Iancul.com came just a year and a half ago, in January, 2009. While ibarbar is a short name, it’s less memorable and sometimes difficult to understand. And I wanted a more ‘serious’ website, hence the .com instead of the lifetime-paid .ro. Iancul is obviously based on my name, Iancu, the ‘l’ being the Romanian definite article, just like ‘the’ is in English. I wasn’t very sure about adding so much emphasis on my name, but I went with it because the .com domain was available and the six letters were much easier to design as a Japanese-like stamp, an idea I’ve been playing with for a long time. It also reads as Iancool, which I’m sometimes called, but I can’t really remember if it was before or after the website :).

THE ‘STAMP’

While obviously functioning as a logo, I like to see it more as an inkan or hanko, a japanese type of stamp (wiki). The idea came from my passion for Japanese prints, on which artists and publishers used to sign their names with different types of stamps (everyone knows Hokusai, but I’m a big fan of the Shin-hanga movement, as I’ve written before). I’ve drawn many versions, all using a fude-pen, a wonderful drawing tool, which allowed me to keep a personal, hand-drawn feel to it. All the crisp, unmodulated-line versions I’ve made looked cold, unballanced, soul-less. The only exception is the website’s favicon and the ending blog posts slug — the small size makes it work. So, while it’s not exactly a logo, it works like one in several ways, just as a handwritten signature sometimes does.

THE ‘BIG’ IDEA

Being a big fan of the International Typographic Style, I first wanted a Vignelli-like website — you know, Helvetica on a well-built grid (my german blood longed for it). But almost all the big design blogs used this approach (well, at least at the time I started designing my website): ex-NYTimes-Design-Director Khoi’s excellent Subtraction, Antonio Carusone’s AisleOne and The Grid System (go figure), David Airey’s LogoDesignLove or his just-launched Identity Designed (don’t be fooled by the serifed titles). Clearly, no matter how much I loved Müller-Brockmann, I had to do something different.

… maybe it was time to go back to the roots, book design.

Still using a Swiss-style grid (you can’t beat your own stuborness, you can only work around it), I started drawing Georgia-based layouts, thinking that if everybody’s doing modernist pages, maybe I should follow Mr. Tschihold‘s example and go back to the roots, book design. Wasn’t before long that I settled on the idea of having each blog post or case study (as I wanted the same layout for both, with minor tweaks) as a book page, with wide margins, page numbers (post’s number) and footnotes.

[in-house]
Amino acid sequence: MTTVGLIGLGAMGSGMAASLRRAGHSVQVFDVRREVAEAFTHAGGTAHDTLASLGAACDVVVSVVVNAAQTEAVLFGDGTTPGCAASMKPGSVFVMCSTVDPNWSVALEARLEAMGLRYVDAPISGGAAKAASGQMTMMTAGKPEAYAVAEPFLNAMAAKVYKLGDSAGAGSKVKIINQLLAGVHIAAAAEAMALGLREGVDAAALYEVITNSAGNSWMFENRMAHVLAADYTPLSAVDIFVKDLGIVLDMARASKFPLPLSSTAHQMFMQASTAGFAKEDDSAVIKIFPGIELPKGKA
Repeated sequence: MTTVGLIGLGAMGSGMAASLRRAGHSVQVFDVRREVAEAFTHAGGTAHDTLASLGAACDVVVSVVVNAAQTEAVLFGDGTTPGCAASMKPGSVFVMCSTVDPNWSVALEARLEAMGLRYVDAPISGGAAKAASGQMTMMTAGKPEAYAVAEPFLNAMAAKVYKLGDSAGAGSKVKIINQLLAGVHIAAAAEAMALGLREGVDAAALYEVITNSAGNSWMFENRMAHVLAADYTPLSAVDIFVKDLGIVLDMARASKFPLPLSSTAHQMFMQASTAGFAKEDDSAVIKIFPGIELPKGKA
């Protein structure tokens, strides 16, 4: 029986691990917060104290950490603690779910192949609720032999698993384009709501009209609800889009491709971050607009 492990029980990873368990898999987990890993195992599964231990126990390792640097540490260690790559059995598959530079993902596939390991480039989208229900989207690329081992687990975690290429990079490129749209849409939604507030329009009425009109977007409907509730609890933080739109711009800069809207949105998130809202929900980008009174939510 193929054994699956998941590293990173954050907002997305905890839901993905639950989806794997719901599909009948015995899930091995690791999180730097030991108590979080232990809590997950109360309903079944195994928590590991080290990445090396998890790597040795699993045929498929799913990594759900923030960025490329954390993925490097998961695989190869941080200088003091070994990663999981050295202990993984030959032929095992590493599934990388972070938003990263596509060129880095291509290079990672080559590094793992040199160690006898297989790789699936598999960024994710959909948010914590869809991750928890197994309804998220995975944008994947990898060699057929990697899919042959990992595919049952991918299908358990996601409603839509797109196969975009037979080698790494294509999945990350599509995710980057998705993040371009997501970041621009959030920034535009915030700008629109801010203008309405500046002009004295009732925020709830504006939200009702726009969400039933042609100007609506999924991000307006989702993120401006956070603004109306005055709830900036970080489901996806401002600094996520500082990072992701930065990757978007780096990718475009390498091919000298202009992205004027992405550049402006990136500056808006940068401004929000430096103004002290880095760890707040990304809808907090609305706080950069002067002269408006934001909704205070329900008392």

THE GENERAL LOOK


The top menu is as simple as possible, providing fast access to all the sections and showing what the website is mainly about. The interesting part here is the ‘More in footer’ button, which does exactly what it says, as I’ll explain in a minute. The menu is followed by a generous white space, containing the ‘logo’ and a ‘Food for thought’ quote from some of the great designers, meant to set the tone — I’m not into just posting links, pictures or videos from other websites and my work is definitely not just pretty colours and typefaces, there’s always some thinking involved, serious or not. I change the quote from time to time, as I have a small collection. On the portfolio page, the quote is replaced by the secondary menu, pointing to each case study and other work-related sections. Another difference between the blog and the portofolio is the background colour: cold, professional grey to support the works, warm brown for a comfortable feel while reading blog posts.

Whitespace. There’s never nearly enough whitespace.

Good books have wide margins, meant for your thumbs. This meant the classic sidebar had no place either on the left or the right, so I moved everything down in the footer. This allows the reader to follow the posts without any distraction. It also provides a lot of whitespace, ‘sliced’ every now and then by image captions, quotes or short but important paragraphs — these ‘tricks’ are meant to draw you into the main article, as we all fast-browse these days, scrolling down the pages and just reading here and there (a long, even column of text and images easily turns into a boring, monotone block that your eye begins to slip over without something to focus on). Of course, titles follow the same idea, starting from the left, easy to catch even if you roll your scroll wheel like a 6-shooter’s barrel when playing russian roulette. Another element that sticks out is the footer of each blog post, especially the social sharing part, since it doesn’t matter how good, witty or funny you are if the only one reading you is your girlfriend (not that’s anything wrong with that, either :) The ‘page’ ends with the post/page number and the up and down arrows that take you instantly to the top or to the footer.

Finally, the footer concentrates all the details that would usually be in the sidebar, together with an extended menu that provides access to other parts of the website that are not mentioned in the main menu. Search bar, categories, tags, featured posts, latest comments — they’re all here, helping you browse the content any way you feel like. Next to them, a short description of the website and the regular social networks links, RSS and email subscription buttons.

THE GRID